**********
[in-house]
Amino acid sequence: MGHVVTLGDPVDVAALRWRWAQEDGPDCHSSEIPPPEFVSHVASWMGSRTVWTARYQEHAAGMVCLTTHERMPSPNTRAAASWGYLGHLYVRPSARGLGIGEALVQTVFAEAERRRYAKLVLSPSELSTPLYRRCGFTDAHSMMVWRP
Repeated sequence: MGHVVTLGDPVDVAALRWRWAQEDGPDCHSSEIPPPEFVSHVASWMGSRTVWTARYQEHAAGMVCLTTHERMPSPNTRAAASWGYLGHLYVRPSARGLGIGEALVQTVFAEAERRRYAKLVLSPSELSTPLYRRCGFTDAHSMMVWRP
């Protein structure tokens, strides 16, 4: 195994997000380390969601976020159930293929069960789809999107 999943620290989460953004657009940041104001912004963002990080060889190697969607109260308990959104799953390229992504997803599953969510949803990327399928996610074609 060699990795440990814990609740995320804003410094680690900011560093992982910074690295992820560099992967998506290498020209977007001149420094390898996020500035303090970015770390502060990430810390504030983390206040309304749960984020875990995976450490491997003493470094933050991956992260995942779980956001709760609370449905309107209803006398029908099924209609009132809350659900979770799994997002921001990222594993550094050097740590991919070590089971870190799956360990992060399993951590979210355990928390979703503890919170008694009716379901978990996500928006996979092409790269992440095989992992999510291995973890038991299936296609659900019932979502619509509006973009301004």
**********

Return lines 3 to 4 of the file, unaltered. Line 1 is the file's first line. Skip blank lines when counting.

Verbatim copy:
Repeated sequence: MGHVVTLGDPVDVAALRWRWAQEDGPDCHSSEIPPPEFVSHVASWMGSRTVWTARYQEHAAGMVCLTTHERMPSPNTRAAASWGYLGHLYVRPSARGLGIGEALVQTVFAEAERRRYAKLVLSPSELSTPLYRRCGFTDAHSMMVWRP
């Protein structure tokens, strides 16, 4: 195994997000380390969601976020159930293929069960789809999107 999943620290989460953004657009940041104001912004963002990080060889190697969607109260308990959104799953390229992504997803599953969510949803990327399928996610074609 060699990795440990814990609740995320804003410094680690900011560093992982910074690295992820560099992967998506290498020209977007001149420094390898996020500035303090970015770390502060990430810390504030983390206040309304749960984020875990995976450490491997003493470094933050991956992260995942779980956001709760609370449905309107209803006398029908099924209609009132809350659900979770799994997002921001990222594993550094050097740590991919070590089971870190799956360990992060399993951590979210355990928390979703503890919170008694009716379901978990996500928006996979092409790269992440095989992992999510291995973890038991299936296609659900019932979502619509509006973009301004």